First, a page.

- Q1. Make a precis of the given passage and give a suitable heading:
If then a practical end must be assigned to a University course, I say it is that of training good members of society. Its ah is the art of social life, and its end is fitness for the world. It neither confines its views to particular professions on the one hand, not creates heroes or inspires genius on the other. Works indeed of genius fall under no art; heroic minds come under no rule; a University is not the birthplace of poets or of immortal authors, of founders of schools, leaders of colonies, or conquerors of nations. It does not promise a generation of Aristotle or Newtons of Napoleons or Washingtons of Raphaels or Shakespeares though such miracles of nature it has before now contained within its precincts. Nor is it content on the other hand with forming the critic or the experimentalist, the economist or the engineer, through such too it includes within its scope. But a University training is the great ordinary means to a great ordinary end; it aims at raising the intellectual tone of society, at cultivating the public mind, at purifying the national taste, at supplying true principles to popular aspirations. It is the education which gives a man a clear conscious view of his own opinions and judgments, a truth in developing them, an eloquence in expressing them, and a force in urging them, it
teaches him to sec things as they are, to go right to the point, to disentangle a skein of thought, to detect what is sophistical and to – discard what is irrelevant. It prepares him to fill any post with credit and to master any subject with facility. (John H. Newman)
Q2. Read the following passage and answer the questions given at the end, in YOUR OWN WORDS.
My father was back in work within days of his return home. He had a spell in the shipyard, where the last of the great Belfast liners, the CANBERRA, was under construction and then moved to an electronics firm in the east of the city. (These were the days when computers were the size of small houses and were built by sheet metal workers). A short time after he started in this job, one of his colleagues was sacked for taking off time to get married. The workforce went on strike to get the colleague reinstated. The dispute, dubbed the Honeymoon Strike, made the Belfast papers. My mother told me not long ago that she and my father, with four young sons, were hit so hard by that strike, that for years afterward they were financially speaking, running to stand still. I don’t know how the strike ended, but whether or not the colleague got his old job back, he was soon in another, better one. I remember visiting.him and his wife when I was still quite young, in their new bungalow in Belfast northern suburbs. I believe they left Belfast soon after the Troubles began.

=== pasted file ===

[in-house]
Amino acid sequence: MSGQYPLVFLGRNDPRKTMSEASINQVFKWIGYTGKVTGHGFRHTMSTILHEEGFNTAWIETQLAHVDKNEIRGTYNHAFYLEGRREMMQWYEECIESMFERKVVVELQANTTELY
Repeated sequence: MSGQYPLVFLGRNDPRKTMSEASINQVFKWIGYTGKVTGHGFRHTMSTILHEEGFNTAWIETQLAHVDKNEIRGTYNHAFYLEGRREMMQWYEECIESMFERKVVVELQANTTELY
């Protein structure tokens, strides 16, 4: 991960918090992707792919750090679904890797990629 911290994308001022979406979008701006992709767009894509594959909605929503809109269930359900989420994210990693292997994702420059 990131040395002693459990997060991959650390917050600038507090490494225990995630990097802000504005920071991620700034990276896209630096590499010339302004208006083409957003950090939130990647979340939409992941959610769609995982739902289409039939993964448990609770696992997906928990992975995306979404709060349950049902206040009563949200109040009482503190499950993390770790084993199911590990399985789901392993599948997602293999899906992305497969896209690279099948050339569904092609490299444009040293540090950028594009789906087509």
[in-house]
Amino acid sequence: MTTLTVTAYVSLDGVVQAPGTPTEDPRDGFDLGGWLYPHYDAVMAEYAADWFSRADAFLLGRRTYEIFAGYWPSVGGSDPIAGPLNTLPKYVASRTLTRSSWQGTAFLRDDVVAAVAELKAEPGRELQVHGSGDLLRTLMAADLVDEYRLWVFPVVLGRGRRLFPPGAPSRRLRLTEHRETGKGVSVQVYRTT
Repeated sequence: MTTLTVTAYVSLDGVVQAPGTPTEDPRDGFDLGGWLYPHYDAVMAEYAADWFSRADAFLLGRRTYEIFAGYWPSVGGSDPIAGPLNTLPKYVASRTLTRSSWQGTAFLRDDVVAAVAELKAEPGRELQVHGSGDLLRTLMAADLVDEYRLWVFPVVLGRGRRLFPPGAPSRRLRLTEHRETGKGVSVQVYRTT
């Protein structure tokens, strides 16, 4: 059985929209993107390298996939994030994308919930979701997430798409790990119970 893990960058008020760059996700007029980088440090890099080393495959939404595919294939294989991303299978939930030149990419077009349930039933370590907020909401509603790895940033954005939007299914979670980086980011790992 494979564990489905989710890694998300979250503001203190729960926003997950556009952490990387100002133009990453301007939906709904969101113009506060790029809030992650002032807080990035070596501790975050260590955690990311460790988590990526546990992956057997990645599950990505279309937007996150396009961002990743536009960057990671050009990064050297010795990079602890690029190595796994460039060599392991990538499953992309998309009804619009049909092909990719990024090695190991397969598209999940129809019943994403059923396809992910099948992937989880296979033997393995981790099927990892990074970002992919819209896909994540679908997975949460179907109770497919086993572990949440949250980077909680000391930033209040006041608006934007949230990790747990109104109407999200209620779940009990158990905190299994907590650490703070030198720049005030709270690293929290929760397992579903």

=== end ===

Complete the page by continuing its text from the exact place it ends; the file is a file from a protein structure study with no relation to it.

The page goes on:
My father then was thirty-seven, the age I am today. My Hither and I are father and son, which is to say we are close without knowing very much about one another. We talk about events, rather than emotions. We keep from each other certain of our hopes and fears and doubts. I have never, for instance, asked my father whether he has dwelt on (he direction his life might have taken if at certain moments he had made certain other choices. Whatever, he found himself, with a million and a half of his fellows, living in what was in all but name a civil war. As a grown up 1 try often to imagine what it must be like to be faced with such a situation. What, in the previous course of your life, prepares your for arriving, as my father did, at the scene of a bomb blast close to your brother’s place of work and seeing what you suppose, from the colour of the hair, to be your brother lying in the road, only to find that you are cradling the remains of a woman?